They're unique, they're eye-catching, and they're not what you think.
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If you’re in the market for a new TV, it’s easy to get lost in the alphabet soup of features. But there’s one trend that pops out like nothing else: curved TVs.
For years it seemed like TV design was on a simple trajectory: make it flatter and wider, to the point where it could be virtually invisible on the wall when you’re not watching it. But the advanced technology that allowed TVs to get so flat also created a new possibility. For the first time, it was possible to curve a screen. But why would you want that?
There’s one primary reason that people report enjoying curved TVs, and that’s the sense of immersion that they offer. If you’ve ever been blown away in an IMAX theater, the curved screen was a part of that. Curved TVs bring an essential element of the theatrical experience into your living room.
All TVs provide the optimal experience when viewed head-on. Curved TVs are no different, but they can generally be enjoyed from a wide range of viewing angles without issue.
TV makers have also worked on screen reflectivity issues, so today’s curved TVs handle glare about as well as flat ones. That is to say, technology has made great strides across the board.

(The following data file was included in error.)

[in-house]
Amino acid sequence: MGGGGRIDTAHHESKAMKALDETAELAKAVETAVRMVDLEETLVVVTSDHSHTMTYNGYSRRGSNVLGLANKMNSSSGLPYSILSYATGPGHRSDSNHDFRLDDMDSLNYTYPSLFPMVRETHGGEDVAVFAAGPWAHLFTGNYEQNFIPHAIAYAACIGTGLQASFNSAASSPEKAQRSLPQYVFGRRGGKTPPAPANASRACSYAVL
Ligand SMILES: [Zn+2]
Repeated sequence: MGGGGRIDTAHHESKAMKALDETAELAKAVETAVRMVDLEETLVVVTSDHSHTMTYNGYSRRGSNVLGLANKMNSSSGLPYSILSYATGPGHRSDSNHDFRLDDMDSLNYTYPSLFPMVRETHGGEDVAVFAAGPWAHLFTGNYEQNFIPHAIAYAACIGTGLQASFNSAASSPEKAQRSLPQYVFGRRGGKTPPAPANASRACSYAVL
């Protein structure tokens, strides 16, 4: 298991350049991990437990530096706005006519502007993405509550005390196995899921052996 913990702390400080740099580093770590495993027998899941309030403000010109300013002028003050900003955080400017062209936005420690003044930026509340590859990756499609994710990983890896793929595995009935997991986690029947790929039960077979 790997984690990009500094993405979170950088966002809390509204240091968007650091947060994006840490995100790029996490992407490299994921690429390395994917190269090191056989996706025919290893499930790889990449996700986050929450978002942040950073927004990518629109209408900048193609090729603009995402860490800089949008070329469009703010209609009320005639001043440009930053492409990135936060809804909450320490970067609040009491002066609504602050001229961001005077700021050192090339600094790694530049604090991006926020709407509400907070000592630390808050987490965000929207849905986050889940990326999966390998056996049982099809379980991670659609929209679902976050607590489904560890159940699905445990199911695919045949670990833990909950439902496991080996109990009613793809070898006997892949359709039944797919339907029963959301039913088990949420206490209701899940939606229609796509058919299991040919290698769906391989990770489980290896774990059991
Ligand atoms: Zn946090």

A curved TV soundly rejects the idea of blending invisibly into the wall. Instead, it’s meant to be an object of beauty. Enjoy it when it’s on; admire it when it’s off. The blend of technology and craftsmanship is really quite stunning, especially when you consider where we were just 15 years ago.
It boils down to personal taste. Some may prefer a flat-panel TV and some curved. Fortunately, many series in the Samsung SUHD line-up have flat and curved options, so you don’t necessarily have to trade off on other features.
All 2016 Samsung curved TVs are VESA-compatible, meaning that they’ll accommodate standard mounting kits. You’ll just need to know your screen size before you buy a mount. If you want to be doubly sure, you can always download the TV’s user manual, which will specify the VESA size.
Yes, when curved TVs debuted a few years ago the sticker shock was alarming. But these days, the curved version will rarely cost you more than a couple hundred dollars over its flat sibling model. So do yourself a favor and experience one in person.